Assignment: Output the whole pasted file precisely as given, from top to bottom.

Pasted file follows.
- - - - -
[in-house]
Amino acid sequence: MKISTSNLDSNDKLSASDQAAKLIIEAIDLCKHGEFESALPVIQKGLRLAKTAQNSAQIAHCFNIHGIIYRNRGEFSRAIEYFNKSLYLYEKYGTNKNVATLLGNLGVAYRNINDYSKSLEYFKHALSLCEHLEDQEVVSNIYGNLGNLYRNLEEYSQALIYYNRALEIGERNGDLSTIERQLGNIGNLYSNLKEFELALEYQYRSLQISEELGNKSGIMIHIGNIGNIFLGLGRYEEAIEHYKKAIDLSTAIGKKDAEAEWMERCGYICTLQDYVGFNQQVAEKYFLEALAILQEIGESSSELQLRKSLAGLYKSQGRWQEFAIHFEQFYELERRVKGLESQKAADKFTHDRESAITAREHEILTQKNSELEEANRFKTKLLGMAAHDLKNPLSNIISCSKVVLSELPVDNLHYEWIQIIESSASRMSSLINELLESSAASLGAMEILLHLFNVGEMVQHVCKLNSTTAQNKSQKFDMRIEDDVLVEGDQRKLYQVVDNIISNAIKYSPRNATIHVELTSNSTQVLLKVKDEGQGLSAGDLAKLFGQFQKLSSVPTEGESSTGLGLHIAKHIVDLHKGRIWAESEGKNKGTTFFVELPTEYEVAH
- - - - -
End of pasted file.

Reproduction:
[in-house]
Amino acid sequence: MKISTSNLDSNDKLSASDQAAKLIIEAIDLCKHGEFESALPVIQKGLRLAKTAQNSAQIAHCFNIHGIIYRNRGEFSRAIEYFNKSLYLYEKYGTNKNVATLLGNLGVAYRNINDYSKSLEYFKHALSLCEHLEDQEVVSNIYGNLGNLYRNLEEYSQALIYYNRALEIGERNGDLSTIERQLGNIGNLYSNLKEFELALEYQYRSLQISEELGNKSGIMIHIGNIGNIFLGLGRYEEAIEHYKKAIDLSTAIGKKDAEAEWMERCGYICTLQDYVGFNQQVAEKYFLEALAILQEIGESSSELQLRKSLAGLYKSQGRWQEFAIHFEQFYELERRVKGLESQKAADKFTHDRESAITAREHEILTQKNSELEEANRFKTKLLGMAAHDLKNPLSNIISCSKVVLSELPVDNLHYEWIQIIESSASRMSSLINELLESSAASLGAMEILLHLFNVGEMVQHVCKLNSTTAQNKSQKFDMRIEDDVLVEGDQRKLYQVVDNIISNAIKYSPRNATIHVELTSNSTQVLLKVKDEGQGLSAGDLAKLFGQFQKLSSVPTEGESSTGLGLHIAKHIVDLHKGRIWAESEGKNKGTTFFVELPTEYEVAH